A Week in the Life of a Winter Liveaboard Sailor

What Does a Liveaboard Sailor Do in Winter?

When you visit your sailboat in the winter, it’s probably to check the lines or make sure she’s not covered in snow and ice. You may have spent the winter dreaming about the anchorages and destinations you’ll visit next summer. Maybe you’ve made a list of the things you want to do when you haul out in the spring. Same for us, only we never went home to land when they turned the dock water off in November.

Winter liveaboard sailor dock chesapeake
Laundry day for a liveaboard sailor on the Chesapeake Bay.

This is our fourth winter as year-round liveaboards on the Bay on a Gozzard 36. Every winter has been different. Some years we’ve had nor’easters and thick ice. Other years, it’s been mild without much bad weather. During the off-season, the solitude feels like a gift when I’m the only one around to see a heron hunting in the shallows next to the dock. No two weeks are alike, but it’s never dull, especially when I can’t get off the boat because the wind’s too strong, or the tide’s too low. Here’s a typical week on the dock when you’re tucked in at home:

Sunday: I check the weather to see if we need to put the bubbler in this week. It’s installed on the dock, but not in the water right now because it’s been above freezing recently. Some of our dock neighbors leave theirs on all the time, but we take ours out when we don’t need it. Today is cleaning day and it only takes about 30 minutes. I don’t miss that it used to take half a day when we had a place on land. We wrap the boat in the winter, and the cockpit becomes like a garage. During the coldest months, we store drinks and extra food out there. Our Espar diesel forced-air heater keeps it at around 70 degrees inside.

Monday: It’s really windy today! Winter brings northwesterly winds that blow the water out of the creek and into the Bay, which means especially low tides. In this wind, it may be difficult to pull the boat close enough to the dock to get on and off. I adjust the lines for the lowest of low tides, check the wind speed, and check the depth sounder for fun. We’ve bottomed out a few times, and it always makes a good story.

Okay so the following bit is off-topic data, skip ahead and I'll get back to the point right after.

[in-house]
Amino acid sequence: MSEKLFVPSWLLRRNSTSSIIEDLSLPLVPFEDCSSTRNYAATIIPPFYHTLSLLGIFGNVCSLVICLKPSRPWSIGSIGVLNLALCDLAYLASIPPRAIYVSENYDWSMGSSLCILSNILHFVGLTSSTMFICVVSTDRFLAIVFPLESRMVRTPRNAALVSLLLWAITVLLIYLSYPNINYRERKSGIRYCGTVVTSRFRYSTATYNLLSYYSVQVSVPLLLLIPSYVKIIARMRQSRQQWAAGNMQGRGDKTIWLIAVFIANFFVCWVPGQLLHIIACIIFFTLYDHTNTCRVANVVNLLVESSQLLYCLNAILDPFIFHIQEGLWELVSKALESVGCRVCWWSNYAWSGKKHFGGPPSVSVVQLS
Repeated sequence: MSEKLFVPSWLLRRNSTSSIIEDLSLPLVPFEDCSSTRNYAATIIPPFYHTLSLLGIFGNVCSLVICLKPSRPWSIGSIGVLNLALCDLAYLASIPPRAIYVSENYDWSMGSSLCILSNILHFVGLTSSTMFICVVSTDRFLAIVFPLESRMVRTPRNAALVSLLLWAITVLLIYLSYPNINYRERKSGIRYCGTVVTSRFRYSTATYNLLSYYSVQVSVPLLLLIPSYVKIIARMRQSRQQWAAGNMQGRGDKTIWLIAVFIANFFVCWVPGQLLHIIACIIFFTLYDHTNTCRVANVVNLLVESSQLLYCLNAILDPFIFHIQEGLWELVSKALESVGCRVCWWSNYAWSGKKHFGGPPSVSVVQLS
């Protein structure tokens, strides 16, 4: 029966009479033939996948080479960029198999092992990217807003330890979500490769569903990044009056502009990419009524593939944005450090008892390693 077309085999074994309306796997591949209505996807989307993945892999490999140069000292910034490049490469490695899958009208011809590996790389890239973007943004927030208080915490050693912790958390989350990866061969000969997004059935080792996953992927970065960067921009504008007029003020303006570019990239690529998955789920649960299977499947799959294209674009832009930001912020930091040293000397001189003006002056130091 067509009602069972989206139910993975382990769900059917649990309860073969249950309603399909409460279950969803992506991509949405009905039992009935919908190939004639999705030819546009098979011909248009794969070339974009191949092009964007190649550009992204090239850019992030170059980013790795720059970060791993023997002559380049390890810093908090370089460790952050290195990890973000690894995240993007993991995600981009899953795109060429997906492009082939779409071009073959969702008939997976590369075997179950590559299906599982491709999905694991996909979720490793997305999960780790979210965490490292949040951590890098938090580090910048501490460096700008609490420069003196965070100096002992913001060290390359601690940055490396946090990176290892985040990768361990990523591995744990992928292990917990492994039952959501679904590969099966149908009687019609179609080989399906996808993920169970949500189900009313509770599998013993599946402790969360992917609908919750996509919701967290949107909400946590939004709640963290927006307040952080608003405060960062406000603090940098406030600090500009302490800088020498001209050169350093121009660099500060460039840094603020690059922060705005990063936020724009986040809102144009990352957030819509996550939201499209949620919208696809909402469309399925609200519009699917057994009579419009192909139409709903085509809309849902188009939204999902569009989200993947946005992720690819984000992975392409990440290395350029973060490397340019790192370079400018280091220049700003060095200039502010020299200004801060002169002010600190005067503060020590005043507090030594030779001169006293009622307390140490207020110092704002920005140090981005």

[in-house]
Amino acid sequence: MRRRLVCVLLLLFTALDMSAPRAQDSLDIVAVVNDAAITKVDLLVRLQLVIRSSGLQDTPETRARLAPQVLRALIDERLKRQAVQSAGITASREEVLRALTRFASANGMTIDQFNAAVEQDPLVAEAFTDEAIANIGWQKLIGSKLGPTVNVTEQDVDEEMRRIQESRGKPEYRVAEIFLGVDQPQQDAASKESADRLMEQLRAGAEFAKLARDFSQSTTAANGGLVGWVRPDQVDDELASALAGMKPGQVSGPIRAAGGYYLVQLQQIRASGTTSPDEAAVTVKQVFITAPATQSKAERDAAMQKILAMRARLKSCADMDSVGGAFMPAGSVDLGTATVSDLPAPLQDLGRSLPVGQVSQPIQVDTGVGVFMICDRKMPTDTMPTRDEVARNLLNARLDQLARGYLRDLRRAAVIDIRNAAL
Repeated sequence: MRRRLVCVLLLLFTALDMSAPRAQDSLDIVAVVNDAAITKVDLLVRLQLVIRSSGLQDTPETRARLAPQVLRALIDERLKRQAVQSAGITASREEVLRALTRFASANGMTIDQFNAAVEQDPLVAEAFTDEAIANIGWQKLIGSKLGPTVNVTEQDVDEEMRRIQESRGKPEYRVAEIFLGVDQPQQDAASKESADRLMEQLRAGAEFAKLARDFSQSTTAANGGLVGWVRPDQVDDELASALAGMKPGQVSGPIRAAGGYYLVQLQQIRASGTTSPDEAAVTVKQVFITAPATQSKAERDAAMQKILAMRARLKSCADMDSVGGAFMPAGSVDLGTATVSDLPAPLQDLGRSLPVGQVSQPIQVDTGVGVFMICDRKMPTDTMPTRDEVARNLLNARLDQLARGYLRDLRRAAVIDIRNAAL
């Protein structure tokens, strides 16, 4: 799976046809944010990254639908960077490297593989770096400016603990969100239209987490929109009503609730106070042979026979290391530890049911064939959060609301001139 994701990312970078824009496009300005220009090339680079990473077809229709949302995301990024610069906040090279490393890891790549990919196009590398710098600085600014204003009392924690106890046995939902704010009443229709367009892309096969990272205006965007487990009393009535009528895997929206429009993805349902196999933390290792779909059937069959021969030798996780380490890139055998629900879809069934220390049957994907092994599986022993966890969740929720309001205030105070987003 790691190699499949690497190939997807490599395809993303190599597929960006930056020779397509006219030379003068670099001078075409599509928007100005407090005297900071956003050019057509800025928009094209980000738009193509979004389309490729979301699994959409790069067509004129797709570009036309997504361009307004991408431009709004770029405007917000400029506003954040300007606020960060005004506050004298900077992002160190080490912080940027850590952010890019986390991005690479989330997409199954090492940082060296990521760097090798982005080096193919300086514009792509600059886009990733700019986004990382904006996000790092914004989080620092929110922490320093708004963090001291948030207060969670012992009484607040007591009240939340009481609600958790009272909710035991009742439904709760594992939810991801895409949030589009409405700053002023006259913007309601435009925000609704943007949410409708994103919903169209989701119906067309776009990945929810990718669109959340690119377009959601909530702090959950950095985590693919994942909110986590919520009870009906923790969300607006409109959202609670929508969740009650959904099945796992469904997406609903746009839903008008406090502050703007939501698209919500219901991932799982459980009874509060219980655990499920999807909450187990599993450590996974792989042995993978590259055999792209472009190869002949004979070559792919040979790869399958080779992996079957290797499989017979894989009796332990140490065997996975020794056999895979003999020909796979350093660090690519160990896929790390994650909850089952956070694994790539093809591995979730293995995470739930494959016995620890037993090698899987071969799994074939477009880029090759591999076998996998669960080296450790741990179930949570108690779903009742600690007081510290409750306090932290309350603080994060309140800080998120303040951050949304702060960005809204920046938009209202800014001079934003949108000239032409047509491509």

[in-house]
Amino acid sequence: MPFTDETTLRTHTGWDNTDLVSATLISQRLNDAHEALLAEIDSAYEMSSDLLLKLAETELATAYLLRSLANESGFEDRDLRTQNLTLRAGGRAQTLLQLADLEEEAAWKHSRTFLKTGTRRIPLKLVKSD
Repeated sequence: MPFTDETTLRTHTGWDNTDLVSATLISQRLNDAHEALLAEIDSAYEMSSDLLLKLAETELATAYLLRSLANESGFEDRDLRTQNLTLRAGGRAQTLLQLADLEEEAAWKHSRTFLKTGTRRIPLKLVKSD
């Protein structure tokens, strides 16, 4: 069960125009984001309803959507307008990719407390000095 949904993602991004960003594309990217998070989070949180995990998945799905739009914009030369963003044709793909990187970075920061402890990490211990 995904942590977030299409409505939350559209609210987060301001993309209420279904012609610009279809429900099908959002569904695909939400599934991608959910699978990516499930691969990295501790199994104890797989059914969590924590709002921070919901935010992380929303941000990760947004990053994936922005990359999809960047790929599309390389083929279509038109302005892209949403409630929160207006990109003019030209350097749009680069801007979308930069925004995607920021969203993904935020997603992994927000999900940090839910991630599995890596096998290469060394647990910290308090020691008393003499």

Tuesday: We run a large dehumidifier 24 hours a day during the winter. Before we got one, our first winter was wet and a little moldy. I learned that packets of Damp Rid and a cute table-top dehumidifier don’t cut it on a wrapped boat. I’m making a big pot of crab soup this evening, but I don’t have to worry about extra moisture in the air. Aside from the Espar, if I had to pick one thing that makes winter liveaboard life bearable, the dehumidifier would win. We keep it in the head, and it drains into the shower drain.

Wednesday: The weekend weather doesn’t look good, but it’s above freezing today so I’m going to fill the tank. With the dock water off, it takes 400 feet of hose to reach our slip from the frost-free spigot at the end of the dock. It’s cumbersome to lay it out, drain it, and put it away. However, with only an 80-gallon tank, I choose to fill up weekly.

Thursday: One of my creature comforts is showering aboard. Our “navy shower” switch conserves water by stopping the flow at the showerhead until you’re ready to rinse. I love living aboard, but I really miss long, hot showers when I didn’t have to worry about where the water came from.

Friday: It’s snowing. They’re calling for a few inches today. It’s also laundry day. Getting on and off the boat with two loads of laundry can be tricky when the finger pier is slick. I’m going to wait for my laundry in the clubhouse and see if there are any new books in the free library.

Saturday: We haven’t been to any restaurants in many months, but we get take-out once a week. Our favorite Mexican place sells to-go margaritas, so I order a large for us to split. It’s snowing again. The marina keeps the docks salted and shoveled, so I don’t mind the walk down the dock when it’s time to pick up the food. The parking lot is almost empty. Blanketed in snow and silent as a ghost town, the marina looks so much prettier than our old neighborhood on land ever did.

~By TJ Butler

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